1930s Windsor (British-made) Resonator Banjo-Mandolin

Yessir, it's got that "clop-clop" horse-hoof sound in spades. That's what I call the "good" banjo-mandolin sound. It makes you want to play lead off of crosspicked drones. Fun! The "bad" banjo-mandolin sound is when the things are so overbearing with overtones and odd, out-of-tune sustain that you want to pitch the instrument in the river.

A local customer dropped this off ages ago and I stowed it as a "this needs some serious work" project in the back of my mind for some reason, so I forgot about it in the long-term pile for way too long. Thankfully, he was coming-down with a buddy for some light work on some other instruments so I dusted it off and said, "oh, I'm an idiot."

It only needed the usual stuff: a level/dress of the frets, side dots, better neck joint reinforcement, a compensated bridge, and setup -- about an hour or two's work at most. Now that it's done, I'm really happy with this instrument. It both looks killer and has a nice tone, too.

The construction is interesting as well. It has a "zither-banjo-style" rim design like most British banjos (and French, and German ones) of the era, but it also has a "bloomed-out" resonator behind the main sidewalls of the rim. It's thus a full-on resonator banjo but it clocks-in at less weight and heft than a same-period American instrument and it has a little bit more of a woody tone, too. It's interesting.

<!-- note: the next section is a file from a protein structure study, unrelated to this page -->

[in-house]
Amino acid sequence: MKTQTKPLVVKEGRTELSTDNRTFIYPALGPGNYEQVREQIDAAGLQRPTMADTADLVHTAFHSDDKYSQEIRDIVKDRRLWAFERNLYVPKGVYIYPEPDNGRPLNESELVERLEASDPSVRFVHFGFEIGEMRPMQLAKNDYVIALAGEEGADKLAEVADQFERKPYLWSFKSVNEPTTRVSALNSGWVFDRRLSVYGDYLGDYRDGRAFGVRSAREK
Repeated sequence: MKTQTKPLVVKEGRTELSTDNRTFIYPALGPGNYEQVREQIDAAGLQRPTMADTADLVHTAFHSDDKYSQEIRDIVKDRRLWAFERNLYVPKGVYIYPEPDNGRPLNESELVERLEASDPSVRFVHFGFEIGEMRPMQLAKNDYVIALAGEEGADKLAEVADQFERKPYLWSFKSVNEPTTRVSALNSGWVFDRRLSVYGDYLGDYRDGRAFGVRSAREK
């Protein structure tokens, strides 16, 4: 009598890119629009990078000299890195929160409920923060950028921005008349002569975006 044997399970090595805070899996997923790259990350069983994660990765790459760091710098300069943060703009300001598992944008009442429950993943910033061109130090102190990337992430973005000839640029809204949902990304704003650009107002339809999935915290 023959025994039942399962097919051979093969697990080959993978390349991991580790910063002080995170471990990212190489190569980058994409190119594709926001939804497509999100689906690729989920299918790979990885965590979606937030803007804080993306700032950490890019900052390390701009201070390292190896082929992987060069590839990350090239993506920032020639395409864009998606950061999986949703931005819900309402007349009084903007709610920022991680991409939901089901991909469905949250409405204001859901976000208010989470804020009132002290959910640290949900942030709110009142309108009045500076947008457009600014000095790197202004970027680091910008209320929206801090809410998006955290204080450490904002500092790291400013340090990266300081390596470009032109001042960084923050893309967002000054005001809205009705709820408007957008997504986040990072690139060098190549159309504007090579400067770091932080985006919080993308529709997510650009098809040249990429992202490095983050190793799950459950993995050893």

It has a 13 1/2" scale length and a wider/thicker neck profile, but other than that I can't remember the specs -- save that the head was perhaps about 8 1/4" across...? That's why I didn't replace it with synthetic. One can get 8" Remo heads and 10" Remo heads but in-between that is a custom $80+ order that will (in these COVID days) take eons to fulfill.

Note that there's a little muting foam under the tailpiece to damp overtones.


McComber said…
That's a beauty. I relate to the river pitching comment with my banjolin. "It is what it is, it is what it is, it is...."
Jake Wildwood said…
Hehe, we still need to 4-string yours proper. :D
Nick R said…
I have those rosette inlays on a superb guitar made in Czechoslovakia in about 1934. It makes me wonder if the wooden aspects of this instrument were made there. I have a circa 1927 Windsor Whirle tenor guitar- a shameless knock off of the Epiphone Recording Series tenor and it was badly damaged in transit. My luthier did an incredible job of restoring it and he told me that the way the plates were sawn, it had to be from Czechoslovakia. Windsor would have been into metal bashing and why not buy the wooden parts from where they had the skills and the wonderful wood source?